When I thought about my future as a kid, the image of a wedding would come into focus. A beautiful huppah, my beaming parents, and adult me standing next to the love of my life with whom I’d build a Jewish family. Judaism was always a strong and important force in my life, one I cherished. My commitment to carrying on my heritage was a given, particularly charged by the fact that I’m the grandson of Holocaust survivors. But as I grew into my teens, that image of my future became distorted when I realized that there would never be a bride in white standing next to me. At the time, I could never imagine a second groom wearing a kippah at my side either. Merging a Jewish path and a gay identity felt like a pipe dream.
Growing up, I was a student at an Orthodox yeshiva. Each day in Talmud class, we analyzed traditional Jewish laws and values in ancient Aramaic, but I was surprised to find how often the Rabbis brought the conversation to current politics and the ‘evils of the modern world’. While the study of Talmud was characterized by rich and dynamic debate, ‘evils’ like homosexuality were taught as black and white —they were inherently wrong, case closed. These lectures on the ‘abomination’ of being gay scared me to my core, as I was simultaneously discovering that I was most definitely attracted to men. While I was being told it was against everything G-d and Judaism stood for, in my soul it was the most natural and honest thing I could feel.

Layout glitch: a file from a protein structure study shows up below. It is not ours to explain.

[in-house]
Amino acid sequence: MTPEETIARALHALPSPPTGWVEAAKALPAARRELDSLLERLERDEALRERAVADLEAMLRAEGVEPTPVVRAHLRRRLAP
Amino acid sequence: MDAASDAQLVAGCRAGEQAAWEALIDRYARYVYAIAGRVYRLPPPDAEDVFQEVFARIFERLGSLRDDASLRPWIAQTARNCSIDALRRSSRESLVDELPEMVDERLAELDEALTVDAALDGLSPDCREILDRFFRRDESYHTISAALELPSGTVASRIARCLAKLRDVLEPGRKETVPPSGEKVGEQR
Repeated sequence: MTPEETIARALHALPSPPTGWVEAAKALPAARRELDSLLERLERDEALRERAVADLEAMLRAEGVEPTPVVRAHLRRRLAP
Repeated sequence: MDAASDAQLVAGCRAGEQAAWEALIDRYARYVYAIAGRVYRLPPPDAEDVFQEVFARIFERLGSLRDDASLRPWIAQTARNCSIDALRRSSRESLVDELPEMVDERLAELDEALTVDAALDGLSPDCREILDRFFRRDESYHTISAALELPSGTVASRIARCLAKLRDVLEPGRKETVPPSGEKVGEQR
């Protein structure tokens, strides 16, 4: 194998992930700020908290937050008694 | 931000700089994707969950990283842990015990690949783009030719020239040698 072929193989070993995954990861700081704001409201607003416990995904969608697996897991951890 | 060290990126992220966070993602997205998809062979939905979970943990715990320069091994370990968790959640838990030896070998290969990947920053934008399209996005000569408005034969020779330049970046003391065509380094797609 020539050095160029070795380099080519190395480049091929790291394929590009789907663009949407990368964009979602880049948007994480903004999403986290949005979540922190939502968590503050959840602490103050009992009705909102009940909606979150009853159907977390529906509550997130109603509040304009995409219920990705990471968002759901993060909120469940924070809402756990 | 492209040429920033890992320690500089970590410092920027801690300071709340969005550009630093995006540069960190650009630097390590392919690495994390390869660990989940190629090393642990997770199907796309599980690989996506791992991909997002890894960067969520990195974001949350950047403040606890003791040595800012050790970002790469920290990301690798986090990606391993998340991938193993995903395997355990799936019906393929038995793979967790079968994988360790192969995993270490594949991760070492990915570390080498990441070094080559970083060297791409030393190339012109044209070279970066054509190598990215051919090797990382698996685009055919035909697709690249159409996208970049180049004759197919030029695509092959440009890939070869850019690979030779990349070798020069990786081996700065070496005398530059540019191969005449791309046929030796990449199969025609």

After many years of fear and confusion, and the occasional suicidal thought, I reached the light at the end of my teenage tunnel: my freshman year at a large, liberal college. There, I met a group of supportive, down-to-earth friends who challenged me to look in the mirror. One late night in February, I got up the courage to come out to my parents…via Instant Messenger (after all, it was the early 2000s). Hiding in the warm light of a computer screen, I communicated words to them I never imagined articulating. I held my breath and stared at the words, waiting. What followed were lots of questions, fear and worry. It was done, out in the world and irrevocable.